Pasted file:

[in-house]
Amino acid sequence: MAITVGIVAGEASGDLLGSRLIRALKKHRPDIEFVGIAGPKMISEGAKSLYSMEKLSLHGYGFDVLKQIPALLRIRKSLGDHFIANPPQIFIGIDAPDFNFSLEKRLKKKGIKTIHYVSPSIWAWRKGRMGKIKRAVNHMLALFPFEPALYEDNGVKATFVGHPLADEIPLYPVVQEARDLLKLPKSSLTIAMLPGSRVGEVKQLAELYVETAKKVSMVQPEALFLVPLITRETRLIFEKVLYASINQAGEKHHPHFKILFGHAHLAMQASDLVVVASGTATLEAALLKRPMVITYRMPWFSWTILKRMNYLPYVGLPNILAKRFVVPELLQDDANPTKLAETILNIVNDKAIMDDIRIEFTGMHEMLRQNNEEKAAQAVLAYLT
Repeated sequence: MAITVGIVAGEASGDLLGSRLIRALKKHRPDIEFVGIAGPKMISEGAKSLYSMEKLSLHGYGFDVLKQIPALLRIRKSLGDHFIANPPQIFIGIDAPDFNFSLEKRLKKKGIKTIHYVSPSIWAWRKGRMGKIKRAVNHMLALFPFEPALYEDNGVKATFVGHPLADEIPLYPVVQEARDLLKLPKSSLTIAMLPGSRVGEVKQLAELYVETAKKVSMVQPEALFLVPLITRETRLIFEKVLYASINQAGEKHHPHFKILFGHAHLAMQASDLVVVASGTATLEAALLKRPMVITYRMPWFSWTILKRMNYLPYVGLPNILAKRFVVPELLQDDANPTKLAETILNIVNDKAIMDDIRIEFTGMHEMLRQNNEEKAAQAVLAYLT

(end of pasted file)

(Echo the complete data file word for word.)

[in-house]
Amino acid sequence: MAITVGIVAGEASGDLLGSRLIRALKKHRPDIEFVGIAGPKMISEGAKSLYSMEKLSLHGYGFDVLKQIPALLRIRKSLGDHFIANPPQIFIGIDAPDFNFSLEKRLKKKGIKTIHYVSPSIWAWRKGRMGKIKRAVNHMLALFPFEPALYEDNGVKATFVGHPLADEIPLYPVVQEARDLLKLPKSSLTIAMLPGSRVGEVKQLAELYVETAKKVSMVQPEALFLVPLITRETRLIFEKVLYASINQAGEKHHPHFKILFGHAHLAMQASDLVVVASGTATLEAALLKRPMVITYRMPWFSWTILKRMNYLPYVGLPNILAKRFVVPELLQDDANPTKLAETILNIVNDKAIMDDIRIEFTGMHEMLRQNNEEKAAQAVLAYLT
Repeated sequence: MAITVGIVAGEASGDLLGSRLIRALKKHRPDIEFVGIAGPKMISEGAKSLYSMEKLSLHGYGFDVLKQIPALLRIRKSLGDHFIANPPQIFIGIDAPDFNFSLEKRLKKKGIKTIHYVSPSIWAWRKGRMGKIKRAVNHMLALFPFEPALYEDNGVKATFVGHPLADEIPLYPVVQEARDLLKLPKSSLTIAMLPGSRVGEVKQLAELYVETAKKVSMVQPEALFLVPLITRETRLIFEKVLYASINQAGEKHHPHFKILFGHAHLAMQASDLVVVASGTATLEAALLKRPMVITYRMPWFSWTILKRMNYLPYVGLPNILAKRFVVPELLQDDANPTKLAETILNIVNDKAIMDDIRIEFTGMHEMLRQNNEEKAAQAVLAYLT